The Micromanagement Flywheel

A phenomenon that I have witnessed occurring to tech executives in all sizes of companies and with varying degrees of experience is that they trigger increased scrutiny and meddling.

I find that most CEOs out there do not default to micromanagement—they genuinely are interested in entrusting the R&D organization to an executive that they rely on. Nevertheless, when eventually something goes off track, and they do not handle it correctly, they are, in fact, beckoning for the CEO to swoop in.

Unfortunately, the triggering of micromanagement rarely makes things better. After all, had micromanagement worked most of the time, we wouldn’t decry it. Due to that, things tend to stay the same or get worse, resulting in the manifestation of the micromanagement flywheel:

Lack of transparency: The CEO and sometimes the rest of the executive suite are not appropriately updated about the progress of work by R&D. Initially, this often triggers slight anxiety or nervousness, but because managers do not want to micromanage as described above, they just sit tight and hope things will turn out fine. Transparency here might mean that you, as the CTO/VP of Engineering, communicate in what you feel is the right way, but the other side doesn’t understand enough what’s going on in practice.

Deadline missed: Most people would tolerate poor transparency if it never came with poor results. After all, if it ain’t broke, don’t fix it. However, eventually, things will go astray. For some CEOs, a single occurrence might be enough to trigger the next stage, but others might wait until things happen a couple more times. Unfortunately, that might mean that by the time things are brought to your attention, the other side feels like they’ve suffered for too long.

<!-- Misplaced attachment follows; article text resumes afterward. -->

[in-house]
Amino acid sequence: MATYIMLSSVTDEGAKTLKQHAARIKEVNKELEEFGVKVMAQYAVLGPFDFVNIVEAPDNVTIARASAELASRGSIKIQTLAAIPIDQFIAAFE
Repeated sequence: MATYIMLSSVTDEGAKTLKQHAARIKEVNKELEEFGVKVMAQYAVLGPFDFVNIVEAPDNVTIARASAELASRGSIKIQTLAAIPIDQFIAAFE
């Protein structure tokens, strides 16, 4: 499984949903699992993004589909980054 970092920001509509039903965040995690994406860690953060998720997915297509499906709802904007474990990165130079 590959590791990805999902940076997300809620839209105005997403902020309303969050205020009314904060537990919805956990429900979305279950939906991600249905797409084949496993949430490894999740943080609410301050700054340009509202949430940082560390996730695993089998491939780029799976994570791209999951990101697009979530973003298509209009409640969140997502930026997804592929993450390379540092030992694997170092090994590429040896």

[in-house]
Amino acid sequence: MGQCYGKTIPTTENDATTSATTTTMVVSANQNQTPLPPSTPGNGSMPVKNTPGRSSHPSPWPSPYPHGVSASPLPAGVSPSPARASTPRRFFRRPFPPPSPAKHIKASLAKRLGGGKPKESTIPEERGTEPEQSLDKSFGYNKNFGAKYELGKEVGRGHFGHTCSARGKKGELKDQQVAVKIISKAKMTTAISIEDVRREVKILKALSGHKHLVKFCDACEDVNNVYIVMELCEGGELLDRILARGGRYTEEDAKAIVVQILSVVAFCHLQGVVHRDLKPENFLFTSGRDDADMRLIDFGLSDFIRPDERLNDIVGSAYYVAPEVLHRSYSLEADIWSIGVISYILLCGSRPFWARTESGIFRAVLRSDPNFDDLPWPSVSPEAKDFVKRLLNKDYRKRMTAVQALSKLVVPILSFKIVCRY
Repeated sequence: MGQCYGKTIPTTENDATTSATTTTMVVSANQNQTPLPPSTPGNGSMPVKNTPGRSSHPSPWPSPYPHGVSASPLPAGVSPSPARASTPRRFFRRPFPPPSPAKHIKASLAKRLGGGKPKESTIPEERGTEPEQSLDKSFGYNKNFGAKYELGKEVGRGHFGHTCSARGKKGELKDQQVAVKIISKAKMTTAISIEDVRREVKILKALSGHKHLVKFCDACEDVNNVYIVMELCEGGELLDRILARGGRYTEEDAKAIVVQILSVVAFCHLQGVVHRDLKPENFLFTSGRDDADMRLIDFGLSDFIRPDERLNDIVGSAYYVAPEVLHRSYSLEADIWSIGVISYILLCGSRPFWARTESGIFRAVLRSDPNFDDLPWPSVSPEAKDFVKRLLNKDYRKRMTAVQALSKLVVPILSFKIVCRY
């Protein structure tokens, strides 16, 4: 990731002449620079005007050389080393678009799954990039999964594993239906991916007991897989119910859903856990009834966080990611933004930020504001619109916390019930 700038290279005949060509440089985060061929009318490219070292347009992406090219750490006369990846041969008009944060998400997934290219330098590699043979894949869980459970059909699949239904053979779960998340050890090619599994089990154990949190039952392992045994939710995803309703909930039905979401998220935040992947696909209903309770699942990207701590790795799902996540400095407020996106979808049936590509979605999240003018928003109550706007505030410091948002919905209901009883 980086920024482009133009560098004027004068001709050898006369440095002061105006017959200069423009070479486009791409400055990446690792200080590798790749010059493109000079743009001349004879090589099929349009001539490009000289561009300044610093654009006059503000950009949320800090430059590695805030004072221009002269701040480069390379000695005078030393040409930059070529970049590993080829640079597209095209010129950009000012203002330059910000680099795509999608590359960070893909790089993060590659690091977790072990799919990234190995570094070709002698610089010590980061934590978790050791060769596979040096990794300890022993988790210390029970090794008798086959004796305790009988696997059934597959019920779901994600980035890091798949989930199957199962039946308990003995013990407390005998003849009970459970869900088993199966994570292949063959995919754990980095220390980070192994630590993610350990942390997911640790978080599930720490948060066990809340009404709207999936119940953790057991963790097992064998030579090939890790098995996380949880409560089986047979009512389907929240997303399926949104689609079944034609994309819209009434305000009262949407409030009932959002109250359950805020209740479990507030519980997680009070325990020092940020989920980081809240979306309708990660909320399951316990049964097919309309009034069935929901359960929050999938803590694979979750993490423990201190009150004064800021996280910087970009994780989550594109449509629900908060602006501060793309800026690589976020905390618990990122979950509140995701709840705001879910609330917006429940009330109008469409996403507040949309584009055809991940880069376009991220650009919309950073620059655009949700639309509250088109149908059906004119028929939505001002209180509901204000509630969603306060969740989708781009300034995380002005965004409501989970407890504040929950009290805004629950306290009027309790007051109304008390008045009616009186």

Boss Anxiety: If there’s something you do not want, it’s an anxious and nervous CEO. Try and consider things from the other side’s perspective, though, and see what you think: You (the CEO) have let this person do things the way they saw fit. You might not have a technical background and just know that roughly 30-50% of your burn rate (on average) is spent on R&D. You only hear about things that go wrong when it’s too late, and you have to face clients, the board, or whoever else to break them the bad news. Seen like that, how many of you would let things continue the same way?

Boss micromanages: After the last straw has been reached, the CEO will start meddling in whatever way they prefer. The CTO might be turned into a glorified manager, with project management running de facto by someone else. As this is not likely to improve performance, communication, autonomy, or agency, things will not be adequately communicated, and we’ll be back where we started.

Breaking the Cycle

Reading this breakdown might help you realize that you are experiencing this (it might also make you realize that you are doing the same to those who report to you, but that’s a matter for a different article). Lucky for you, I’ve found that there are a couple of techniques for breaking out of this vicious cycle and regaining productivity.

First, you should actively work on how you communicate up. You might feel like you’re sharing information and updates about progress, but those might register as gibberish for the CEO. Rather than zooming in on specific bugs or libraries or talking about technicalities, you should be speaking “business.” Since you’ve hopefully moved upstream and possess knowledge and context about the work you’re doing, you should be able to tell what business implications any troubles or setbacks you face will have. Regularly inform the CEO of progress, raise flags when it leaves the executive team time to come up with contingencies or preventive measures, and not when failure is set in stone.

Another helpful step you can take is to increase your team’s Product Mastery, specifically when it comes to the aforementioned context. When you are not the only one that understands the business implications and impact of your projects, then others in your team will be able to sound an alert in a timely manner when they can tell an issue might affect the company, its business, or commitments. It also means that they will be able to make at least some of the dozens of micro-decisions they have to do every day a tiny bit better, thus lowering the risk of a deadline to be missed at all. Provide your team with context and a broad perspective so that they won’t need your micromanagement, and thus, eventually, you won’t be micromanaged as well.

Lastly, if you find that you’re lodged on the flywheel and can’t break away, you should consider getting an outsider’s perspective to help. An experienced adviser can unstick situations that both parties can’t change due to momentum. I’ve seen cases where clients told me, “you just said exactly what I’ve been saying for months, but they listened to you.” Sometimes, that’s just what it takes.

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